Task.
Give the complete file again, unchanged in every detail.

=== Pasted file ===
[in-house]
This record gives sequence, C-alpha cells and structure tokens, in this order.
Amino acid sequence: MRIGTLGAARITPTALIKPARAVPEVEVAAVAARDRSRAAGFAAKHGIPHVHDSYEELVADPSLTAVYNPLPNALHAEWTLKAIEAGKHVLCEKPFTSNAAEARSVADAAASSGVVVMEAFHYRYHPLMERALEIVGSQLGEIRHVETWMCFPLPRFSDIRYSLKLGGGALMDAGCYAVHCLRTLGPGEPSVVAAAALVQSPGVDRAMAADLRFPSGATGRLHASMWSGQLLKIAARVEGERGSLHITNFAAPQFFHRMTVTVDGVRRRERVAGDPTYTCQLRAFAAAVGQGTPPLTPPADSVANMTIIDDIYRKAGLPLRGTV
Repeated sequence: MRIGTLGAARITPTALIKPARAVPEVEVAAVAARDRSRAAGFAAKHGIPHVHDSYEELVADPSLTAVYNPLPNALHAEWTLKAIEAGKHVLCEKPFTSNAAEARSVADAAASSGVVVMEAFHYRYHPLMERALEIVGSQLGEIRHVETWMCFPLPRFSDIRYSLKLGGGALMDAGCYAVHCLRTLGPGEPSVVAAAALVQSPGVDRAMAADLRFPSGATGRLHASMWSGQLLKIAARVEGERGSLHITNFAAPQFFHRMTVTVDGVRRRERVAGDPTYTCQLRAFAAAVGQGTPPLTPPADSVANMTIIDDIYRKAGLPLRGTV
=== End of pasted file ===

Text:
[in-house]
This record gives sequence, C-alpha cells and structure tokens, in this order.
Amino acid sequence: MRIGTLGAARITPTALIKPARAVPEVEVAAVAARDRSRAAGFAAKHGIPHVHDSYEELVADPSLTAVYNPLPNALHAEWTLKAIEAGKHVLCEKPFTSNAAEARSVADAAASSGVVVMEAFHYRYHPLMERALEIVGSQLGEIRHVETWMCFPLPRFSDIRYSLKLGGGALMDAGCYAVHCLRTLGPGEPSVVAAAALVQSPGVDRAMAADLRFPSGATGRLHASMWSGQLLKIAARVEGERGSLHITNFAAPQFFHRMTVTVDGVRRRERVAGDPTYTCQLRAFAAAVGQGTPPLTPPADSVANMTIIDDIYRKAGLPLRGTV
Repeated sequence: MRIGTLGAARITPTALIKPARAVPEVEVAAVAARDRSRAAGFAAKHGIPHVHDSYEELVADPSLTAVYNPLPNALHAEWTLKAIEAGKHVLCEKPFTSNAAEARSVADAAASSGVVVMEAFHYRYHPLMERALEIVGSQLGEIRHVETWMCFPLPRFSDIRYSLKLGGGALMDAGCYAVHCLRTLGPGEPSVVAAAALVQSPGVDRAMAADLRFPSGATGRLHASMWSGQLLKIAARVEGERGSLHITNFAAPQFFHRMTVTVDGVRRRERVAGDPTYTCQLRAFAAAVGQGTPPLTPPADSVANMTIIDDIYRKAGLPLRGTV